In the midst of all the discussion of A1C, I'd be thrilled if it dropped to 8 from my diagnosis level of 12.4 when it is checked again in May. Even though I don't believe the A1C is very reliable, it would feel like a huge accomplishment.

The DsharpDiabetes online app that I am using says my average BG is around 136 (!) and that it correlates to an A1C of about 6.5 to 7. However, that's only going back through February 23rd, so I'm sure if checked today that it would be MUCH higher than that.

My pancreas seems to intermittently kick in, but it doesn't look like a full fledged honeymoon period yet..

I am really happy with my progress but need to lay off the chocolate. I can't help it- Easter is my FAVORITE holiday.

But on another note, I appreciate all of the people at TuD for listening and offering assistance. It means a lot. Thank you.

I'll do the happy dance for you for sure in May :)

Lol, thanks :)

What they do not tell you about a1c is that it is greatly affected by the glucose level at the time your blood is taken. I did some research on different methods for my job and they all varied up to ,7% > the best way to get an accurate consistant a1c is to wait till your sugar is about 100mg/dl. if you want it to be lower, have it drawn at 60. If you are over 200, I say don't bother testing, its not going to be reliable. Part of the trouble is that that sample sits for a long time before testing. The samples glycate while in the tube driving up the numbers. If you just follow the 100mg/dl rule it is a useful test, but even most doctors don't know that. Even on my self I tested when I was at 72 and got an a1c of 5.9%. Then I purposely allowed my sugar to go up to 250, tested again and I got 6.8% a1c. I left the tubes sit only 2 hrs before testing. It is an important thing to remember if you are tracking your a1c and making corrections based on them.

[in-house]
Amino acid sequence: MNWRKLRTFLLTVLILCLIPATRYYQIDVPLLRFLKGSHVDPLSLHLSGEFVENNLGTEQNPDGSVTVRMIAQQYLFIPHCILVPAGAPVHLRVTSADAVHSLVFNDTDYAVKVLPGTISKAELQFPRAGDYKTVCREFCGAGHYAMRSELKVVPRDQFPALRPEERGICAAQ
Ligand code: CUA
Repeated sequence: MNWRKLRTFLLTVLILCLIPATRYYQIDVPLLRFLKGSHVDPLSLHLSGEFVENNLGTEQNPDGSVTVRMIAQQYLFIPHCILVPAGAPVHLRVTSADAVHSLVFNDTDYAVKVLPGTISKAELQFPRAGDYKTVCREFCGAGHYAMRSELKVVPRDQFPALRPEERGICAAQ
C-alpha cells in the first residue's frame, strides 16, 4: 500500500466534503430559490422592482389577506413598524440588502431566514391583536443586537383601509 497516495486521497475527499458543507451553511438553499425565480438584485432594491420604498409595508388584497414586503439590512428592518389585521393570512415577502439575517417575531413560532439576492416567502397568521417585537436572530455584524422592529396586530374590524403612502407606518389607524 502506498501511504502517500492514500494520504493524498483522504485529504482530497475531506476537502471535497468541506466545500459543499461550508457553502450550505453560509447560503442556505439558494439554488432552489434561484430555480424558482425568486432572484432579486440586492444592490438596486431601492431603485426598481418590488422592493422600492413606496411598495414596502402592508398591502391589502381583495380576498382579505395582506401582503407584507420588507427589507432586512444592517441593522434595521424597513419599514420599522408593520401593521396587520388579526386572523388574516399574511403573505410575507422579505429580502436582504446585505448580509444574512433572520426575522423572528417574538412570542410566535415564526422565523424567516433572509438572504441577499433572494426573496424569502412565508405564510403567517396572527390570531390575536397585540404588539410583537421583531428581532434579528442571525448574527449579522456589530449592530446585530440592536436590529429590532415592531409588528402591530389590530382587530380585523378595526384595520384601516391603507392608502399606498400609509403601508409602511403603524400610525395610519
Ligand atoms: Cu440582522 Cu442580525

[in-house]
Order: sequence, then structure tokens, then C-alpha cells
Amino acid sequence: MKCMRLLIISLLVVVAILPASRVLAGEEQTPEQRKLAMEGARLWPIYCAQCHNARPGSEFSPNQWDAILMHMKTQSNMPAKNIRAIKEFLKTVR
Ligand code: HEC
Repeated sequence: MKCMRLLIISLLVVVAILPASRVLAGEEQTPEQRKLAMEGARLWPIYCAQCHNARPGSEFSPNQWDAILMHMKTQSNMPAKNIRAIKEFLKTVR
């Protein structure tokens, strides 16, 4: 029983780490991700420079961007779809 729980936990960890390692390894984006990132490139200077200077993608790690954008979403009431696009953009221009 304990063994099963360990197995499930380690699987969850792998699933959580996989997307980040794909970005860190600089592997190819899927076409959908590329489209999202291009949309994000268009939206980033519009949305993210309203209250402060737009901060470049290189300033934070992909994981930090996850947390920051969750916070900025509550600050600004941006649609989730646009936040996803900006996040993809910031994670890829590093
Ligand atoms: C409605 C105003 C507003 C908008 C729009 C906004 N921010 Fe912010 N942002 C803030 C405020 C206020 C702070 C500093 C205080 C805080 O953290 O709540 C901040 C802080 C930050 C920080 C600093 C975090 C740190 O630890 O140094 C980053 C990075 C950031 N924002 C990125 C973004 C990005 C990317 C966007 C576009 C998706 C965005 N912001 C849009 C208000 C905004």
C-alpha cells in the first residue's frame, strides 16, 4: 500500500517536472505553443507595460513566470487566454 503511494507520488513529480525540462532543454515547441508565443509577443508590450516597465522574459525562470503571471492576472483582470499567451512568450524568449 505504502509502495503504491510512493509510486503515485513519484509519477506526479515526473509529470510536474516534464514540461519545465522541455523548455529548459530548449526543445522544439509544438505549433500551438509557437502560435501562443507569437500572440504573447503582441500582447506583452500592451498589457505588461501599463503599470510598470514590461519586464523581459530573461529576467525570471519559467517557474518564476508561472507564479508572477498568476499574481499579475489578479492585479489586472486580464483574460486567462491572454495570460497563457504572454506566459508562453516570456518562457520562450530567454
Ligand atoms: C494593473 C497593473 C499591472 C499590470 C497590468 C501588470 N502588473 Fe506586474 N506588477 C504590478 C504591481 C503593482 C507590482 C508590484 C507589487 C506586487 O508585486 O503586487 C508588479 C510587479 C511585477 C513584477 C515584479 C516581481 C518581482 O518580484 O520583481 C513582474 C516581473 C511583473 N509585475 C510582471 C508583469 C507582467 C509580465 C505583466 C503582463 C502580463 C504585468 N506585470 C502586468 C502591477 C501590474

Thanks, Tim. I haven't heard that at all and appreciate the input. I've had 2 A1C's run within a week of each other (the endo office insisted on repeating it). My first one was 12.4; the second was 12.8. I assumed that it might just be the difference between the two labs, but after you posted this... that's a heck of a difference, especially if the same thing happened at the lower end. Ugh, another thing to add to my list of why I hate A1C!

I'm becoming increasingly convinced that if the wind decides to change directions the day I have my A1C done, that it won't be accurate at all.

I would really like to see a fructosamine in addition to an A1C. Anemia, hormonal changes, and variation in red blood cell life all screw up A1C in addition to what you just said + the wind changing directions.

Can you provide any insight as to why they do not do the fructosamine as well? Is it just insurance issues??